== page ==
Doug Fabian: Still Successfully Investing?

Last Updated: December 23, 2010Posted in Individual Gurus

A reader suggested that add Doug Fabian to Guru Grades. According to his web site, Doug Fabian “is the editor of Successful Investing, High Monthly Income and ETF Trader, and is host of the syndicated radio show, ‘Doug Fabian’s Wealth Strategies’. Taking over the reigns from his dad, Dick Fabian, back in 1992, Doug has continued to uphold the reputation of the newsletter as the #1 risk-adjusted market timer as ranked by Hulbert’s Investment Digest [sic].” He is also the author of Maverick Investing: Building Extraordinary Wealth Through Unconventional Principles and President, Fabian Wealth Strategies. Based on web searches, we find that:

Here are a set of articles addressing the track record of his newsletter advice since 2003 from MarketWatch:

From Peter Brimelow in MarketWatch (12/29/11): “The ‘Terrible 10′ letters of 2011: …Doug Fabian’s ETF Trader (-41.9%)”

From Peter Brimelow in MarketWatch (12/23/10): “The Terrible Ten for 2010… Doug Fabian’s ETF Trader, Doug Fabian: -21.5%”

From Mark Hulbert in MarketWatch (3/17/10): “…a hypothetical portfolio that mechanically followed… [a] 39-week moving average system to switch between the Wilshire 5000 index and 90-day T-Bills…would have produced a 3.0% annualized return over the last five years. Fabian’s model portfolio, in contrast, produced a 1.4% annualized return over the same period.”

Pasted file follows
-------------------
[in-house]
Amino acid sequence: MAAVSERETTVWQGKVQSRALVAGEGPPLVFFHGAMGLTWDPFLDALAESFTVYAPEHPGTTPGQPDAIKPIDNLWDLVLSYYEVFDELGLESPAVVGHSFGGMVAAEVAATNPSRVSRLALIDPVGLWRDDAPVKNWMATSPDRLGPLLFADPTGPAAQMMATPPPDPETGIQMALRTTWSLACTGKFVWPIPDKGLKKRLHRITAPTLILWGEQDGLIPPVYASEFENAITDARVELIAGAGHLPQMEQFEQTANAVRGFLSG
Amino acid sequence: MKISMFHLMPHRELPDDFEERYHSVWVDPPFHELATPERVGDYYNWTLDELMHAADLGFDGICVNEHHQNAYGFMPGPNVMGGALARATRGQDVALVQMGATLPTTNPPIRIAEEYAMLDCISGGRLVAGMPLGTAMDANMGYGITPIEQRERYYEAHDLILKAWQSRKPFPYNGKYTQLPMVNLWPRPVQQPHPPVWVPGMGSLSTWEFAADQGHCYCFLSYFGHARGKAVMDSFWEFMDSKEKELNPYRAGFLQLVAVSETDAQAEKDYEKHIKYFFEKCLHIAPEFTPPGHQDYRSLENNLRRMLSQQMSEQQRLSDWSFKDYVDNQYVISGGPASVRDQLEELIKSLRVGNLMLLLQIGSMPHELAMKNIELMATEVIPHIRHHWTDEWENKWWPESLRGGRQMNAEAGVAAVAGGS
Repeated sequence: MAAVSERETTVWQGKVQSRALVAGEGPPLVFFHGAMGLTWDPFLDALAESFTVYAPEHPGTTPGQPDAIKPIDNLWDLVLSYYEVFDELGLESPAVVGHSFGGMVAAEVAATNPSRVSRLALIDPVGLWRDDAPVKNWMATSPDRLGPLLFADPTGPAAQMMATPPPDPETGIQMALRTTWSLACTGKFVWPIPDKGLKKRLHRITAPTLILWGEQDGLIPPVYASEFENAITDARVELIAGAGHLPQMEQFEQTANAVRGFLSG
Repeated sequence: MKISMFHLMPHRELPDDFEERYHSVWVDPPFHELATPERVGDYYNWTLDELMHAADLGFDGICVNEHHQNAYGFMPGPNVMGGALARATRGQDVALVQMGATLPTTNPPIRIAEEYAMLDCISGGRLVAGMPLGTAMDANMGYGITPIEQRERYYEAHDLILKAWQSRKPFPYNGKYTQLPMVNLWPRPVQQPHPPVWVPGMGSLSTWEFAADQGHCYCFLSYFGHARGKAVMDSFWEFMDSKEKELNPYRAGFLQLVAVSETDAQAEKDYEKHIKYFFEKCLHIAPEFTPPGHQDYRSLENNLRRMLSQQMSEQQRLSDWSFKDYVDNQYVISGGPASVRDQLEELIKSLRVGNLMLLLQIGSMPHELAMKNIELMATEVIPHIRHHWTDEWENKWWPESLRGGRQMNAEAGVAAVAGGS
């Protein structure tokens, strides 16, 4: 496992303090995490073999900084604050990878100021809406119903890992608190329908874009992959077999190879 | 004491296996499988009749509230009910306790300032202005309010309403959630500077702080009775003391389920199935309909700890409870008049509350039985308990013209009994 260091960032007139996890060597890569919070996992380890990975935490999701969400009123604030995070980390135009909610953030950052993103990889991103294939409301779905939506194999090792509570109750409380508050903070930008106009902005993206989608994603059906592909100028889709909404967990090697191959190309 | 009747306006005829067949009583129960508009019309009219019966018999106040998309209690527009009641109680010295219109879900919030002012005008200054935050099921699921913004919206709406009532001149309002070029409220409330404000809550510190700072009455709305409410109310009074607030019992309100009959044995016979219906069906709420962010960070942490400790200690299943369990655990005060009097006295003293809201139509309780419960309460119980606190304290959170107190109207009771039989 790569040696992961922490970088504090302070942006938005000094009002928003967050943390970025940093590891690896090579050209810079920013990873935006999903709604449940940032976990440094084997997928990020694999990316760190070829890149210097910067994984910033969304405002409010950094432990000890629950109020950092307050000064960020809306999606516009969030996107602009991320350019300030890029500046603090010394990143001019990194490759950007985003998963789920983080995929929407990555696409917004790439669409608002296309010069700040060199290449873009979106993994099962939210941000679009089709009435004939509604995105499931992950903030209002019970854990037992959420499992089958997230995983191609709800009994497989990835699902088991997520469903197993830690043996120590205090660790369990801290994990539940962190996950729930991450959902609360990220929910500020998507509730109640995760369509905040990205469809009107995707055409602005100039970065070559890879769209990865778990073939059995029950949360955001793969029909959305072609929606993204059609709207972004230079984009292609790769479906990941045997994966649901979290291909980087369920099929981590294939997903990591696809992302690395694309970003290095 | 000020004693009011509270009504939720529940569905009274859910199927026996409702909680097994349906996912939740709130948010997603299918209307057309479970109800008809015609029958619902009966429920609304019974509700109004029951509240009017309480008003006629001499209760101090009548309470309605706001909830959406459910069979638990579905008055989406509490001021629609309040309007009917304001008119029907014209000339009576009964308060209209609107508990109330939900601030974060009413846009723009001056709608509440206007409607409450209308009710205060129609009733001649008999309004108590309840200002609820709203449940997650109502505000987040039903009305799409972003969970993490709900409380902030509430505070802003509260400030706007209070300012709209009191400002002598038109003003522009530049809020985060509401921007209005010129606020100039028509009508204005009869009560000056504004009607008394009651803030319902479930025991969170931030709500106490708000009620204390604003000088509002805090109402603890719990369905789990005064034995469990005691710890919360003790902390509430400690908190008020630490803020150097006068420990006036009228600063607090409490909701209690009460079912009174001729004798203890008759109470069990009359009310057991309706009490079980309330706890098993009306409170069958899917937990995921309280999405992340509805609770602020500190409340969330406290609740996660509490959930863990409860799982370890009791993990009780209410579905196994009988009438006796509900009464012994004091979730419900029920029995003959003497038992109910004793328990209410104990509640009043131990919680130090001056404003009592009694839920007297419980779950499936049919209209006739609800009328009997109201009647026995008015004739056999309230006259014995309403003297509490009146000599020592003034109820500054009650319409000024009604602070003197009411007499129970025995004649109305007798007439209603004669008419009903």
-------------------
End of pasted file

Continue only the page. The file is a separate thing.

From Peter Brimelow in MarketWatch (12/24/09): “Fabian is down 49.2% in 2009 to date. This matches a record of negative 14.65% annualized over the last 10 years compared to 0.2% for the total return Wilshire 5000.”

From Peter Brimelow in MarketWatch (12/17/08): “I should also chivalrously note the presence of Doug Fabian’s ETF Trader (up 13.2%) [among the ten best performing newsletter portfolios for 2008]. Mark Hulbert and I have periodically booted Fabian for his outrageous advertising claims.”

From Peter Brimelow in MarketWatch (12/23/07): “Doug Fabian’s ETF Trader” is among the ten worst performing newsletter portfolios for 2007, down 27.4% through 11/30/07.

From Mark Hulbert in MarketWatch (4/24/07): “The 39-week moving average turned bullish in the middle part of last August…and remains bullish to this day. But at no time since then has Fabian allocated any part of his newsletter’s model portfolio to a diversified domestic equity mutual fund. This straying has exacted a big toll… If Fabian the son had simply followed the 39-week moving average system to switch between an index fund and cash, since 1992 his newsletter would have produced a profit more than two percentage points per year higher than it actually did. Its performance on a risk-adjusted basis would have been even higher.”

From Mark Hulbert in MarketWatch (9/29/06): “… Doug’s deviations have cost his newsletter’s model portfolio, according to the Hulbert Financial Digest. Since 1992, when Doug took over the running of this newsletter from his father, until the end of this past August, his newsletter’s model portfolio that focuses on the domestic equity market would have made 1.0 percentage point per year more, on an annualized basis, had Doug more closely adhered to the 39-week moving average. This portfolio’s performance would have been significantly better on a risk-adjusted basis as well.”